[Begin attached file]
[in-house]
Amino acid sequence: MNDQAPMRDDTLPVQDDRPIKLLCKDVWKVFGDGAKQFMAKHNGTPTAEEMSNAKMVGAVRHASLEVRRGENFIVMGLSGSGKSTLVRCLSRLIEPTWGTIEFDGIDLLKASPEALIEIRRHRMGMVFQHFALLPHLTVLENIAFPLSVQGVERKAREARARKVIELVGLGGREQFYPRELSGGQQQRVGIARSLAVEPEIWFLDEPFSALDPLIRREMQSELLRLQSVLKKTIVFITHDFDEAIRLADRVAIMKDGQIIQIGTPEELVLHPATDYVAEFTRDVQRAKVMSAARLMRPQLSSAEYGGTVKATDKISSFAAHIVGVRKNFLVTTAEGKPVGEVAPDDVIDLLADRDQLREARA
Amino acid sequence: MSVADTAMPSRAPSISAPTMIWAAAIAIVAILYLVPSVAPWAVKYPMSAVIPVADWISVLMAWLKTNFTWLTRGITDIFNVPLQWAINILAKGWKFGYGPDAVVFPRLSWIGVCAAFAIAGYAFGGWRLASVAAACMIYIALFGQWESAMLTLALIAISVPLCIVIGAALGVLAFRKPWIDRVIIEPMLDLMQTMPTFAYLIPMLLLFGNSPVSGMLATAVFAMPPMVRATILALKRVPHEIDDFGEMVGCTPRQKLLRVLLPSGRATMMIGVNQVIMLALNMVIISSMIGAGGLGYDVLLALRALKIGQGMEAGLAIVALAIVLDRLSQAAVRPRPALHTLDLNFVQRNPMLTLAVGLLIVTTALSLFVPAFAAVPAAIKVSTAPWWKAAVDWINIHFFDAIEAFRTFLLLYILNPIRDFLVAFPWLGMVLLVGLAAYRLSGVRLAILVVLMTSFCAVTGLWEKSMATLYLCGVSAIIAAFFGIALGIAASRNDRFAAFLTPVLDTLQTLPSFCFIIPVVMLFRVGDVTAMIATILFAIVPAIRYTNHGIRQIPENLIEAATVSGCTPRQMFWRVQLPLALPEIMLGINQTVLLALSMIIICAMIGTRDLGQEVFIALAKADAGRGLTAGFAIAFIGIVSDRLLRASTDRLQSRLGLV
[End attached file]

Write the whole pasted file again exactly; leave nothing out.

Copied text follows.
[in-house]
Amino acid sequence: MNDQAPMRDDTLPVQDDRPIKLLCKDVWKVFGDGAKQFMAKHNGTPTAEEMSNAKMVGAVRHASLEVRRGENFIVMGLSGSGKSTLVRCLSRLIEPTWGTIEFDGIDLLKASPEALIEIRRHRMGMVFQHFALLPHLTVLENIAFPLSVQGVERKAREARARKVIELVGLGGREQFYPRELSGGQQQRVGIARSLAVEPEIWFLDEPFSALDPLIRREMQSELLRLQSVLKKTIVFITHDFDEAIRLADRVAIMKDGQIIQIGTPEELVLHPATDYVAEFTRDVQRAKVMSAARLMRPQLSSAEYGGTVKATDKISSFAAHIVGVRKNFLVTTAEGKPVGEVAPDDVIDLLADRDQLREARA
Amino acid sequence: MSVADTAMPSRAPSISAPTMIWAAAIAIVAILYLVPSVAPWAVKYPMSAVIPVADWISVLMAWLKTNFTWLTRGITDIFNVPLQWAINILAKGWKFGYGPDAVVFPRLSWIGVCAAFAIAGYAFGGWRLASVAAACMIYIALFGQWESAMLTLALIAISVPLCIVIGAALGVLAFRKPWIDRVIIEPMLDLMQTMPTFAYLIPMLLLFGNSPVSGMLATAVFAMPPMVRATILALKRVPHEIDDFGEMVGCTPRQKLLRVLLPSGRATMMIGVNQVIMLALNMVIISSMIGAGGLGYDVLLALRALKIGQGMEAGLAIVALAIVLDRLSQAAVRPRPALHTLDLNFVQRNPMLTLAVGLLIVTTALSLFVPAFAAVPAAIKVSTAPWWKAAVDWINIHFFDAIEAFRTFLLLYILNPIRDFLVAFPWLGMVLLVGLAAYRLSGVRLAILVVLMTSFCAVTGLWEKSMATLYLCGVSAIIAAFFGIALGIAASRNDRFAAFLTPVLDTLQTLPSFCFIIPVVMLFRVGDVTAMIATILFAIVPAIRYTNHGIRQIPENLIEAATVSGCTPRQMFWRVQLPLALPEIMLGINQTVLLALSMIIICAMIGTRDLGQEVFIALAKADAGRGLTAGFAIAFIGIVSDRLLRASTDRLQSRLGLV